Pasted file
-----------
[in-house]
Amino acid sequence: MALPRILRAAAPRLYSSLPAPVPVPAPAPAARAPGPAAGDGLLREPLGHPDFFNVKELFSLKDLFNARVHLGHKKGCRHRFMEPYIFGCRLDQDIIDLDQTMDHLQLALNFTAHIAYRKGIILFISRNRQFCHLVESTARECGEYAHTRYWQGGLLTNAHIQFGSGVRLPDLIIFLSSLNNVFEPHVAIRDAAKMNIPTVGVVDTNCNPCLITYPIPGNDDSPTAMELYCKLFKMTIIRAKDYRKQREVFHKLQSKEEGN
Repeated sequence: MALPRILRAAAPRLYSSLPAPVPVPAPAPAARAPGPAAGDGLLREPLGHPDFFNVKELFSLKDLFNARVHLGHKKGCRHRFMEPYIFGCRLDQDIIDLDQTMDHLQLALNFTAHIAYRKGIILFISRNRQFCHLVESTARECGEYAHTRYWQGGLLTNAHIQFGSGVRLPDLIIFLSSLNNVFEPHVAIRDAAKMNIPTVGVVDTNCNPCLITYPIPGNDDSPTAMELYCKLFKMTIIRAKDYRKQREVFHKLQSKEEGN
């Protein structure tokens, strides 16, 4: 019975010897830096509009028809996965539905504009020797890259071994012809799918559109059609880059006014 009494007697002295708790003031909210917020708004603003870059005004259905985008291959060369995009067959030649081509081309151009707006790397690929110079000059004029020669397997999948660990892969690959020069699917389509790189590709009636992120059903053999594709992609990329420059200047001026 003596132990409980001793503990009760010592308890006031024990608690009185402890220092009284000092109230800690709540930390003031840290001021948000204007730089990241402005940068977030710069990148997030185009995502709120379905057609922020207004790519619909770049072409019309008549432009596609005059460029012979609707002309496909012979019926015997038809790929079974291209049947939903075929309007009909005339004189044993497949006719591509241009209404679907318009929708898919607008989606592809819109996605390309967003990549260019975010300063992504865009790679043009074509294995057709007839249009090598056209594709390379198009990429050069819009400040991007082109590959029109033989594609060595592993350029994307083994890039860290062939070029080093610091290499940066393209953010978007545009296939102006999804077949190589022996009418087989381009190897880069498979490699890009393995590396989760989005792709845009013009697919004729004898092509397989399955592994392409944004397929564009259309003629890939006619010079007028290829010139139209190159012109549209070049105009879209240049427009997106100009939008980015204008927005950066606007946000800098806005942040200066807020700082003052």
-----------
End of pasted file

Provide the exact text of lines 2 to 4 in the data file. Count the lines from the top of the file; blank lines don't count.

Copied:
Amino acid sequence: MALPRILRAAAPRLYSSLPAPVPVPAPAPAARAPGPAAGDGLLREPLGHPDFFNVKELFSLKDLFNARVHLGHKKGCRHRFMEPYIFGCRLDQDIIDLDQTMDHLQLALNFTAHIAYRKGIILFISRNRQFCHLVESTARECGEYAHTRYWQGGLLTNAHIQFGSGVRLPDLIIFLSSLNNVFEPHVAIRDAAKMNIPTVGVVDTNCNPCLITYPIPGNDDSPTAMELYCKLFKMTIIRAKDYRKQREVFHKLQSKEEGN
Repeated sequence: MALPRILRAAAPRLYSSLPAPVPVPAPAPAARAPGPAAGDGLLREPLGHPDFFNVKELFSLKDLFNARVHLGHKKGCRHRFMEPYIFGCRLDQDIIDLDQTMDHLQLALNFTAHIAYRKGIILFISRNRQFCHLVESTARECGEYAHTRYWQGGLLTNAHIQFGSGVRLPDLIIFLSSLNNVFEPHVAIRDAAKMNIPTVGVVDTNCNPCLITYPIPGNDDSPTAMELYCKLFKMTIIRAKDYRKQREVFHKLQSKEEGN
């Protein structure tokens, strides 16, 4: 019975010897830096509009028809996965539905504009020797890259071994012809799918559109059609880059006014 009494007697002295708790003031909210917020708004603003870059005004259905985008291959060369995009067959030649081509081309151009707006790397690929110079000059004029020669397997999948660990892969690959020069699917389509790189590709009636992120059903053999594709992609990329420059200047001026 003596132990409980001793503990009760010592308890006031024990608690009185402890220092009284000092109230800690709540930390003031840290001021948000204007730089990241402005940068977030710069990148997030185009995502709120379905057609922020207004790519619909770049072409019309008549432009596609005059460029012979609707002309496909012979019926015997038809790929079974291209049947939903075929309007009909005339004189044993497949006719591509241009209404679907318009929708898919607008989606592809819109996605390309967003990549260019975010300063992504865009790679043009074509294995057709007839249009090598056209594709390379198009990429050069819009400040991007082109590959029109033989594609060595592993350029994307083994890039860290062939070029080093610091290499940066393209953010978007545009296939102006999804077949190589022996009418087989381009190897880069498979490699890009393995590396989760989005792709845009013009697919004729004898092509397989399955592994392409944004397929564009259309003629890939006619010079007028290829010139139209190159012109549209070049105009879209240049427009997106100009939008980015204008927005950066606007946000800098806005942040200066807020700082003052």